Root canal therapy is the process of removing inflamed or dead tissue within the tooth. During this process the tooth is disinfected to reduce the presence of bacteria. The canal is then cleaned, dried, and filled to minimize the re-entry of bacteria.
Is the tooth dead?
Though your tooth will no longer be sensitive to heat or cold, it will still have feeling due to the bone and ligament that hold your tooth in the jaw.
Do you remove the roots?
The roots of your tooth are not removed. The inside of the roots are cleaned and the rest of the root is left to support the tooth.
Will the treatment be painful?
Treatment is generally required because pain, due to infection, is already present. The procedure will alleviate that pain and should not be a painful process. Local anesthesia is applied to ensure optimal comfort during treatment. For most patients, the feeling of numbness usually subsides after two-to-three hours. Please note that it is possible to have some discomfort for two-to-three days after the procedure. This can be treated with over-the-counter medication.
Do you take out teeth?
We only perform an extraction when it must be done immediately, and you cannot be seen by your regular dentist or an oral surgeon. Our preference is for the same person who removes the tooth to be the one who professionally places an implant. This way the site will be prepared in a way that is familiar to the person placing the implant.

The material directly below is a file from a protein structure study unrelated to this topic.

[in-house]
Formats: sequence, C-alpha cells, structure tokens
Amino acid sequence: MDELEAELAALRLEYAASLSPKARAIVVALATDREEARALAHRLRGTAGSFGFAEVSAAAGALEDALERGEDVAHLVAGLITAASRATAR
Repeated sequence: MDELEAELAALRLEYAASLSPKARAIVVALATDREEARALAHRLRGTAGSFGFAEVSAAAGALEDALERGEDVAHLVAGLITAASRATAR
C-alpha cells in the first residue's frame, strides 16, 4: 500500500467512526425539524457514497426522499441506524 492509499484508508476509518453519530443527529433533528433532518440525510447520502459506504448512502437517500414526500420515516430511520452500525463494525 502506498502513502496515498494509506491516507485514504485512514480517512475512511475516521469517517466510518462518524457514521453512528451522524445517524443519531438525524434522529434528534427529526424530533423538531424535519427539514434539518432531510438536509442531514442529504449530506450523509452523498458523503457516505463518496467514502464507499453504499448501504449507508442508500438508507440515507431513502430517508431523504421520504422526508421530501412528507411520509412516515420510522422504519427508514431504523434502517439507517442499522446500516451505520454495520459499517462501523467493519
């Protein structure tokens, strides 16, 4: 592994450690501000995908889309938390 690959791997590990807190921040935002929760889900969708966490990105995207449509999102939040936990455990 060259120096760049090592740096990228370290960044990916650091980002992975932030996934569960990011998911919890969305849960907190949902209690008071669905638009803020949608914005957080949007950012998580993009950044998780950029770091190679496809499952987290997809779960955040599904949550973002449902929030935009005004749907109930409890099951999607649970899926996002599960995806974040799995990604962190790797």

Are implants better than root canals?
Maintaining your natural teeth is our top priority, and is generally the best long-term solution. However, if we feel that root canal treatment is not predictable, then a dental implant may be recommended.
Why do you use a microscope?
Use of a microscope adds superior lighting and magnification while treating your tooth.
Why would I need to return for retreatment?
If you have not had your tooth permanently restored in a timely manner, the canal system may have become re-infected with bacteria. In this case a retreatment may restore your tooth to health. The rate of fracture for an unrestored treated tooth is very high. If the tooth has cracked, then it may not be restorable, and you will lose what you have invested in.
What causes a root canal to fail?
There are a number of reasons a root canal could fail. You could have missed anatomy from the initial treatment, a vertical root fracture, or a crack in the tooth. It’s also possible for new decay to form.